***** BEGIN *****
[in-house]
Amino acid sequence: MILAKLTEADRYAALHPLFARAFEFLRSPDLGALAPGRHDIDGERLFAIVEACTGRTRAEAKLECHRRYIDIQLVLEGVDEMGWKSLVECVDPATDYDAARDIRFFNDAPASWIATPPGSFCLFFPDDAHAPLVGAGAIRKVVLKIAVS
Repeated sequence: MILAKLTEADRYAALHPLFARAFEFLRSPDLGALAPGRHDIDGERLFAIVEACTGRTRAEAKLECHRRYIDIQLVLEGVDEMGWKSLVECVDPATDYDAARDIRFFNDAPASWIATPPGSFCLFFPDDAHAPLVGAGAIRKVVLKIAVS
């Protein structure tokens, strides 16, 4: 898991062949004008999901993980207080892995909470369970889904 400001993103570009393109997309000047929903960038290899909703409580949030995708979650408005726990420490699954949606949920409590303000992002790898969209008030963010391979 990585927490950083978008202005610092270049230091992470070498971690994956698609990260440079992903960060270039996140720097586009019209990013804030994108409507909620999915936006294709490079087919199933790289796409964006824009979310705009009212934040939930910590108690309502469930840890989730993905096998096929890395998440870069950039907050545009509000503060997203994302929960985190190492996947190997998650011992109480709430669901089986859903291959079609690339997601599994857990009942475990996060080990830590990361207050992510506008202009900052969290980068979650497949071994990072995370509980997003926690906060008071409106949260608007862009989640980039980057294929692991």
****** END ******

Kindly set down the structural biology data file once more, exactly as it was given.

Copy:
[in-house]
Amino acid sequence: MILAKLTEADRYAALHPLFARAFEFLRSPDLGALAPGRHDIDGERLFAIVEACTGRTRAEAKLECHRRYIDIQLVLEGVDEMGWKSLVECVDPATDYDAARDIRFFNDAPASWIATPPGSFCLFFPDDAHAPLVGAGAIRKVVLKIAVS
Repeated sequence: MILAKLTEADRYAALHPLFARAFEFLRSPDLGALAPGRHDIDGERLFAIVEACTGRTRAEAKLECHRRYIDIQLVLEGVDEMGWKSLVECVDPATDYDAARDIRFFNDAPASWIATPPGSFCLFFPDDAHAPLVGAGAIRKVVLKIAVS
């Protein structure tokens, strides 16, 4: 898991062949004008999901993980207080892995909470369970889904 400001993103570009393109997309000047929903960038290899909703409580949030995708979650408005726990420490699954949606949920409590303000992002790898969209008030963010391979 990585927490950083978008202005610092270049230091992470070498971690994956698609990260440079992903960060270039996140720097586009019209990013804030994108409507909620999915936006294709490079087919199933790289796409964006824009979310705009009212934040939930910590108690309502469930840890989730993905096998096929890395998440870069950039907050545009509000503060997203994302929960985190190492996947190997998650011992109480709430669901089986859903291959079609690339997601599994857990009942475990996060080990830590990361207050992510506008202009900052969290980068979650497949071994990072995370509980997003926690906060008071409106949260608007862009989640980039980057294929692991």